Ibn al-Qutiyya . He was an important Muslim historian. He wrote the Ta’rīj iftitāh al-Andalus (History of the Conquest of al-Ándalus).
He was born in Córdoba , in the year 977 . He was a member of an important Sevillian family directly descended from Witiza, Visigothic king, through Sara, the king’s granddaughter and Artobas (Artubās), who had married one of the Muslim conquerors of al-Andalus.
The Banu Hayyay, also Sevillians, were close relatives of Ibn al-Qutiyya, as they also belonged to the same Andalusian lineage of royal Visigothic descent.
He was a delicate poet who versified with exquisite skill. He studied traditions and jurisprudence, but above all he excelled in philology , to whose teaching he dedicated himself. His History of the conquest of al- Andalus has reached us , which covers the period between 711 and 912 . Of this work, which gave him great fame in his lifetime, the null sympathy that its author felt for Christians stands out today .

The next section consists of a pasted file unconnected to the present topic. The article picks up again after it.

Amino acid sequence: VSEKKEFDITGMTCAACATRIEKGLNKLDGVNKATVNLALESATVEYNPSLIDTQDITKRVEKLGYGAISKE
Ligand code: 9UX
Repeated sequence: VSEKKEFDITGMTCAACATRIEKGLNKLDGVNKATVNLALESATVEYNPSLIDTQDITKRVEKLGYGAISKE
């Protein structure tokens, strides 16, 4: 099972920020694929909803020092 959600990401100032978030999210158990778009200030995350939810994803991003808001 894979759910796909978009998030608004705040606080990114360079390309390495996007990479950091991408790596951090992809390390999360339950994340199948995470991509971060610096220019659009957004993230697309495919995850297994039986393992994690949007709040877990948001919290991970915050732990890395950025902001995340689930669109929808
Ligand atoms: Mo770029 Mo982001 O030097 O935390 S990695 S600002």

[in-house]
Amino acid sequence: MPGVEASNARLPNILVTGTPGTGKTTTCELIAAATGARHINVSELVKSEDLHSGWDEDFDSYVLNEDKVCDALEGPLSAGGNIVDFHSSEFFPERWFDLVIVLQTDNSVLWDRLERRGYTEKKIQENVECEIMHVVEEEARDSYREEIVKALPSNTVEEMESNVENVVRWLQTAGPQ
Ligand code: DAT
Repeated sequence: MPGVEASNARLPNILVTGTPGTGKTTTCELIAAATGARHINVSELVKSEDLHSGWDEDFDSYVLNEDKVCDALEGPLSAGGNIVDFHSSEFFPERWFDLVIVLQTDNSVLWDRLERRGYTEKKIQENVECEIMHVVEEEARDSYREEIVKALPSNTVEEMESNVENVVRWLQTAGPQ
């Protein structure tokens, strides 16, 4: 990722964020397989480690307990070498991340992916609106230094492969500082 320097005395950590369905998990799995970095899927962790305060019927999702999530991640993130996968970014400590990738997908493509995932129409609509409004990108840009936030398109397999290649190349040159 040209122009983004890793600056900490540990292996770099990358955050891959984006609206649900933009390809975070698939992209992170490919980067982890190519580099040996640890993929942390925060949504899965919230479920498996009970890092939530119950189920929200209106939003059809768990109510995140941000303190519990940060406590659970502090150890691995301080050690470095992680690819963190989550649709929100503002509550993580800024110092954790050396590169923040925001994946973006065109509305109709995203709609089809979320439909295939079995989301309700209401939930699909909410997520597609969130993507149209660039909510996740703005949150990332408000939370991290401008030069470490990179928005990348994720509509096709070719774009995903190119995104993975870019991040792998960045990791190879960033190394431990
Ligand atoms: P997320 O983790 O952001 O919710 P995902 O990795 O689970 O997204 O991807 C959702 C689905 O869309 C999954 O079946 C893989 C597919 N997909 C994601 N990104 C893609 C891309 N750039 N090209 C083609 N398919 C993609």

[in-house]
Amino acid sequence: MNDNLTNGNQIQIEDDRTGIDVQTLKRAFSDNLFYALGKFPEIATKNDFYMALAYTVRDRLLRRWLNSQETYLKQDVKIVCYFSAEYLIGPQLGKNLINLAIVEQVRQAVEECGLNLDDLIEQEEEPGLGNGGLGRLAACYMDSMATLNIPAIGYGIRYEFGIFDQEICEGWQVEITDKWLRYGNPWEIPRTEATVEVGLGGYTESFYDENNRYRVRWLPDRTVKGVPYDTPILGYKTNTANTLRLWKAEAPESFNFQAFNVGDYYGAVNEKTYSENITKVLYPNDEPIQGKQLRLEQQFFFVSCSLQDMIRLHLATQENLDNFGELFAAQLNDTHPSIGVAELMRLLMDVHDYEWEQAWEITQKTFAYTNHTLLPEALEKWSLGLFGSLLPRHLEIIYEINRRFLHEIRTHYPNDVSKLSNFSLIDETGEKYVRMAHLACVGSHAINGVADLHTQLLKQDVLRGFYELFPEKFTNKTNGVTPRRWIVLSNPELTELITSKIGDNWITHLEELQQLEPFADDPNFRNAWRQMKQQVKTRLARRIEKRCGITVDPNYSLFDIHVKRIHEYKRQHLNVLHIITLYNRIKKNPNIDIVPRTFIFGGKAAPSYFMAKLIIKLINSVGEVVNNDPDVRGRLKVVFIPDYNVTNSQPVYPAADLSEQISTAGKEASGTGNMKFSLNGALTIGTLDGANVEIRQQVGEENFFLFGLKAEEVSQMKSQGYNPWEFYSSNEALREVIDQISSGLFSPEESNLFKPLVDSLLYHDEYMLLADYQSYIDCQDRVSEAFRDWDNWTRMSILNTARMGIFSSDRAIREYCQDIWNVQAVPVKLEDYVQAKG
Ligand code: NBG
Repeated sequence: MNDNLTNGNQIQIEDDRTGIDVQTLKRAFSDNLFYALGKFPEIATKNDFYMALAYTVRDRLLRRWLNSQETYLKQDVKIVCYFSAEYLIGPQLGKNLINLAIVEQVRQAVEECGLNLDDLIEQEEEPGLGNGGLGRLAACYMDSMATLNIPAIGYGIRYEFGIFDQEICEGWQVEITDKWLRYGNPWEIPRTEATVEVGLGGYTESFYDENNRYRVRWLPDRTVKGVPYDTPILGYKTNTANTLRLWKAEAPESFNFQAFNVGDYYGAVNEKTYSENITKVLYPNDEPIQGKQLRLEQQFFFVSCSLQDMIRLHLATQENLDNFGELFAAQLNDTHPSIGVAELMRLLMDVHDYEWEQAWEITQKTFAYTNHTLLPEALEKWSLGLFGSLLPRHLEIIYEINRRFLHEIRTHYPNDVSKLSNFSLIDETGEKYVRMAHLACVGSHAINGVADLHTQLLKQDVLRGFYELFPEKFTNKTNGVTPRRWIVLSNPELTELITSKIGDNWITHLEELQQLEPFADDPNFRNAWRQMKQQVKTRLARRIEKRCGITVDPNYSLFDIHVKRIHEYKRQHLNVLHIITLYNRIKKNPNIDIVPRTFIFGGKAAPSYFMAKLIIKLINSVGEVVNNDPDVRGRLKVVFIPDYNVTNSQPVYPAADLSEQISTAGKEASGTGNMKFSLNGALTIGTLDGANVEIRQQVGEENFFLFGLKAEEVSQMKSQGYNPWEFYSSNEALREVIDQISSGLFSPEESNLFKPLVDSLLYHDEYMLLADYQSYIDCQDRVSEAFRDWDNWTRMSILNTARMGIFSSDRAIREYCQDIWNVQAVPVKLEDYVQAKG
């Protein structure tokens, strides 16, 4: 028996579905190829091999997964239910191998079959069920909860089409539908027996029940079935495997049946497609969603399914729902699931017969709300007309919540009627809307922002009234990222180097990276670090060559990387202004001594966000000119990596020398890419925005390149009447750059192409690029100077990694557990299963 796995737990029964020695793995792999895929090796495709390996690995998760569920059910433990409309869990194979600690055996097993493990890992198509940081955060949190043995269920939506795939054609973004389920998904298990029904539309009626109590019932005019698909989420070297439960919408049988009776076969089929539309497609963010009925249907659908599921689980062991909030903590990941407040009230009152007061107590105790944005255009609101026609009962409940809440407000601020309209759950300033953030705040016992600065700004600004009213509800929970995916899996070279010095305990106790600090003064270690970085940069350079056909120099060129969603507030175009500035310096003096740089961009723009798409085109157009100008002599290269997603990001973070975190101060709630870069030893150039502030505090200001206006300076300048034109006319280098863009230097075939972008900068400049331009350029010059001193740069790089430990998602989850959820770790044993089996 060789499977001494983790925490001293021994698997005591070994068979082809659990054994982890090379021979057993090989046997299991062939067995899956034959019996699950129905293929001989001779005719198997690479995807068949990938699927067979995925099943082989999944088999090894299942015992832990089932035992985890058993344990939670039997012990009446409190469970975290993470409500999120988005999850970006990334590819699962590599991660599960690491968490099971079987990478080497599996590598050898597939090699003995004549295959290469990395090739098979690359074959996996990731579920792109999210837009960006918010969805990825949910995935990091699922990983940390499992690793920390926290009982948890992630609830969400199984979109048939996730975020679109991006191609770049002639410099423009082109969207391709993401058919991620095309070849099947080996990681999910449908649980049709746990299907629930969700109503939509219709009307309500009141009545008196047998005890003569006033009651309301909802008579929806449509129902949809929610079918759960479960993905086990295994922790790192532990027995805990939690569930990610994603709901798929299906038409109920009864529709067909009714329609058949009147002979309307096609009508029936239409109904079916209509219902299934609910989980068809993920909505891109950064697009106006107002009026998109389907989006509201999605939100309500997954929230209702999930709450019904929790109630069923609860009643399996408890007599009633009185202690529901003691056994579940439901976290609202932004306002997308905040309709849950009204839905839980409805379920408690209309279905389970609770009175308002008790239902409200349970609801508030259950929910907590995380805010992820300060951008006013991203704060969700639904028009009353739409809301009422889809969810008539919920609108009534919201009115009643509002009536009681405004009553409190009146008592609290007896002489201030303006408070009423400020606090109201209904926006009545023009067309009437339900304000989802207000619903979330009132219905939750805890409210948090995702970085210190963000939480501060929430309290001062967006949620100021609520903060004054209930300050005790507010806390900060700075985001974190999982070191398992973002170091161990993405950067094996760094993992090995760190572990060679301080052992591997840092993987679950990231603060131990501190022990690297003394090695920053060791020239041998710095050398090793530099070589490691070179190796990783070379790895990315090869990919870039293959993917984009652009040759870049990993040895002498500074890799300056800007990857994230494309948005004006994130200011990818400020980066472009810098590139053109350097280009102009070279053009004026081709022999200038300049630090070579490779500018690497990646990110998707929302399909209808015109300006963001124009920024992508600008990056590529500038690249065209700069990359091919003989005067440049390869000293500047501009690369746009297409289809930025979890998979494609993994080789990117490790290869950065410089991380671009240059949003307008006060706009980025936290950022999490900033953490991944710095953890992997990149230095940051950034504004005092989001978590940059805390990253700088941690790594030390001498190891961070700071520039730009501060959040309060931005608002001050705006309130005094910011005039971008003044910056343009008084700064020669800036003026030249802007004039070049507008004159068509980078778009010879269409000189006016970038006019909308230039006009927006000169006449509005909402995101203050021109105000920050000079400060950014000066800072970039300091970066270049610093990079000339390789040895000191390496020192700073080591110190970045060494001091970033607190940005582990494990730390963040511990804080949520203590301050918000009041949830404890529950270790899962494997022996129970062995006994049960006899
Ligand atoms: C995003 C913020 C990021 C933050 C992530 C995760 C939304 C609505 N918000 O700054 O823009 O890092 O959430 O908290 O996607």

In certain episodes such as that of Witiza’s children (his ancestors), he does not hesitate to misrepresent certain details about their intervention in the days immediately following the battle of Guadalete, for which reason, already in the 10th century , we can imagine that the The author conceived his story as a controversial work. His work was widely disseminated and cited by various authors, especially in the second volume of Al-Muqtabis by the Arab chronicler Ibn-Hayyān.
His vision of the Muslim conquest is that of the descendants of the peninsular natives, who insist on the value of the established pacts. It is very different from that of the Palatine Umayyad chroniclers, who, on the contrary, attach great importance to the acts of arms in order to justify the dominance of all al-Andalus by the Umayyad state of Cordoba.